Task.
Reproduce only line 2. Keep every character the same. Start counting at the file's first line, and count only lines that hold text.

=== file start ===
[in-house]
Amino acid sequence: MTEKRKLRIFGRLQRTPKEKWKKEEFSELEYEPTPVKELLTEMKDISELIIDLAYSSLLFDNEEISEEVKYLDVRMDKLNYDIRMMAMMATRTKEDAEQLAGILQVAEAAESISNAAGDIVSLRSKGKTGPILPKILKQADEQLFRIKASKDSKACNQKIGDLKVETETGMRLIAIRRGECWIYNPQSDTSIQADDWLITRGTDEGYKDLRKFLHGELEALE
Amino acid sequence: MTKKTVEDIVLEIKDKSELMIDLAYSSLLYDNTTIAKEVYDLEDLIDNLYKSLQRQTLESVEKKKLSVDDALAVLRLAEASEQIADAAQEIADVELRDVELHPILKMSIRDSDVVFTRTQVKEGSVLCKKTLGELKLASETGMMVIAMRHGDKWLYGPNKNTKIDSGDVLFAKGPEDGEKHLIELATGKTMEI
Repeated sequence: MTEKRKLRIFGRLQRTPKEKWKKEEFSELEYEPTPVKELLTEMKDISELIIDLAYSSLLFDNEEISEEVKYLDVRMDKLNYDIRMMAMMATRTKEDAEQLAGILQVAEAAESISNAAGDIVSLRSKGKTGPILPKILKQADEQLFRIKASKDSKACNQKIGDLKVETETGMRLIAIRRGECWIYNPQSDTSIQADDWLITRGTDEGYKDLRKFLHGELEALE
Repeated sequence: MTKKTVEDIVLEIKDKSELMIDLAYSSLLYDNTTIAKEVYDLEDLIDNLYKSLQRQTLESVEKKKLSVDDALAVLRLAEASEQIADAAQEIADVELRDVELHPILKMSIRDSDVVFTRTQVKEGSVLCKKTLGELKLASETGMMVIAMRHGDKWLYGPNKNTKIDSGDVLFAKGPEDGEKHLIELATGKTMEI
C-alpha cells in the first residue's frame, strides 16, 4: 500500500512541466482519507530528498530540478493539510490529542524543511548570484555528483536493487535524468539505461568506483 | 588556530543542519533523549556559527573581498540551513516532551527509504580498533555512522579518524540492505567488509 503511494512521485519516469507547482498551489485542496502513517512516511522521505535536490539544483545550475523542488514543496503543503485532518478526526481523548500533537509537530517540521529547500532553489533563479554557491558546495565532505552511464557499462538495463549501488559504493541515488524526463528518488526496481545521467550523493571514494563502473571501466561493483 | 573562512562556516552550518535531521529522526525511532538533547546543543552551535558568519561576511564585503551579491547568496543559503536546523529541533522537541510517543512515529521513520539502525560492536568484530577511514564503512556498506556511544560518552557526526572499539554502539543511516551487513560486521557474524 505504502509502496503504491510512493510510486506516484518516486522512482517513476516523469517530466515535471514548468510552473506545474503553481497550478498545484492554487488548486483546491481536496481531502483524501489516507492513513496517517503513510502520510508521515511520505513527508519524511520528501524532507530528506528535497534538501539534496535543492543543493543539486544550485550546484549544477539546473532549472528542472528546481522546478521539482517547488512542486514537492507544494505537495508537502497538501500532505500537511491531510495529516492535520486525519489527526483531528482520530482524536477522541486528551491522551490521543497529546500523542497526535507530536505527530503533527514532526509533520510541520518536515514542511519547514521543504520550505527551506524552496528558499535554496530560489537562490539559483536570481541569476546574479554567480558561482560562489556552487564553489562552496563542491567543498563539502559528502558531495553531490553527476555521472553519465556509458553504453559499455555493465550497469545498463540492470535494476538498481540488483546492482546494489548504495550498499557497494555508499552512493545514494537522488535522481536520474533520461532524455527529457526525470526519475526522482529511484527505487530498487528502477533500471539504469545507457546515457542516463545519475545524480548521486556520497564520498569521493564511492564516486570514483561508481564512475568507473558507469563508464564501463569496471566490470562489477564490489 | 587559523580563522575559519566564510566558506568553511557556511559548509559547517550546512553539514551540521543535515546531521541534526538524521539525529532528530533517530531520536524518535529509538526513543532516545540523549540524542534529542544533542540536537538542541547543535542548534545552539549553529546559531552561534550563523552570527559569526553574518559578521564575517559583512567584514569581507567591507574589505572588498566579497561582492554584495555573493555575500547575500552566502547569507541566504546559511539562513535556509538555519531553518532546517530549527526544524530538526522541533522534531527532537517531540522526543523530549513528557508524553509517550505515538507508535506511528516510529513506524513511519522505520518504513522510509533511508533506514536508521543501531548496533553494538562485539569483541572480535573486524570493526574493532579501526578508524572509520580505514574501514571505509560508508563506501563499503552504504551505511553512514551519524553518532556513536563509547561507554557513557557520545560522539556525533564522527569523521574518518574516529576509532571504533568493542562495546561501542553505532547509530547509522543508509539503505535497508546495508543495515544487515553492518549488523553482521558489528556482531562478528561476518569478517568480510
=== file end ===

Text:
Amino acid sequence: MTEKRKLRIFGRLQRTPKEKWKKEEFSELEYEPTPVKELLTEMKDISELIIDLAYSSLLFDNEEISEEVKYLDVRMDKLNYDIRMMAMMATRTKEDAEQLAGILQVAEAAESISNAAGDIVSLRSKGKTGPILPKILKQADEQLFRIKASKDSKACNQKIGDLKVETETGMRLIAIRRGECWIYNPQSDTSIQADDWLITRGTDEGYKDLRKFLHGELEALE